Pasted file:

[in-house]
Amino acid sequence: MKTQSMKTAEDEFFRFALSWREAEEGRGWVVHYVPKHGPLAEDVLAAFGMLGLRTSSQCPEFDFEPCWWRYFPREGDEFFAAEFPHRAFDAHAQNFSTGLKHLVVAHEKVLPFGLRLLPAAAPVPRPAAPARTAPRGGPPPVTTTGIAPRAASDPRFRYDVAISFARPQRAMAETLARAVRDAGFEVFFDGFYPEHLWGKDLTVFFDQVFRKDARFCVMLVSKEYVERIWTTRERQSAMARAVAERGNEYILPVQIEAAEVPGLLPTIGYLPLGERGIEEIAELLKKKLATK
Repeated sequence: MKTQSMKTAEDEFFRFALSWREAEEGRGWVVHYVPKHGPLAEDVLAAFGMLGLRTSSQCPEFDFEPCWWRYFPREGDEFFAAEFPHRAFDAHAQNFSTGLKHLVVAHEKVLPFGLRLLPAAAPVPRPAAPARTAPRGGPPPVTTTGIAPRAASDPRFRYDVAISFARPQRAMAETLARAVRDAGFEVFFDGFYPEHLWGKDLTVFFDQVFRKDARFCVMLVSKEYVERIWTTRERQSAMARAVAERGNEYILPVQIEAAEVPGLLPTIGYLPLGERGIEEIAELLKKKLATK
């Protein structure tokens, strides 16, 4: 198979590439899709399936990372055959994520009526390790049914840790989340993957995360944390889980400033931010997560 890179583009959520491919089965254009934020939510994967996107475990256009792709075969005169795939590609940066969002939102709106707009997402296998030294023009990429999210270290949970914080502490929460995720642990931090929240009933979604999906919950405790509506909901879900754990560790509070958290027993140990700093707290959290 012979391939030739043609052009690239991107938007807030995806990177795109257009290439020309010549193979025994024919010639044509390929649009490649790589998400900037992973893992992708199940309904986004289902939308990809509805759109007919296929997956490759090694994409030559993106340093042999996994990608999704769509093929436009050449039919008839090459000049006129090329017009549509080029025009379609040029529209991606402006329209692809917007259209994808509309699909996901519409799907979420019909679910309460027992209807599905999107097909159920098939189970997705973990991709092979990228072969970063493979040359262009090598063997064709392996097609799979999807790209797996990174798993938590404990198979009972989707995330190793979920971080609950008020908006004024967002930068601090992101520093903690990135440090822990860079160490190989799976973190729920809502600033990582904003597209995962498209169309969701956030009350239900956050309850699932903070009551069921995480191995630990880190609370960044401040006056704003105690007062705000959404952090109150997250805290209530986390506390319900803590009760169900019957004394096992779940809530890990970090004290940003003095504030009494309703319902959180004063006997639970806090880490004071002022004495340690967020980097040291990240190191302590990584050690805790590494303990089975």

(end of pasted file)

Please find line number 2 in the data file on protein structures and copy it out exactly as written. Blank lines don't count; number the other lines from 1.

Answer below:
Amino acid sequence: MKTQSMKTAEDEFFRFALSWREAEEGRGWVVHYVPKHGPLAEDVLAAFGMLGLRTSSQCPEFDFEPCWWRYFPREGDEFFAAEFPHRAFDAHAQNFSTGLKHLVVAHEKVLPFGLRLLPAAAPVPRPAAPARTAPRGGPPPVTTTGIAPRAASDPRFRYDVAISFARPQRAMAETLARAVRDAGFEVFFDGFYPEHLWGKDLTVFFDQVFRKDARFCVMLVSKEYVERIWTTRERQSAMARAVAERGNEYILPVQIEAAEVPGLLPTIGYLPLGERGIEEIAELLKKKLATK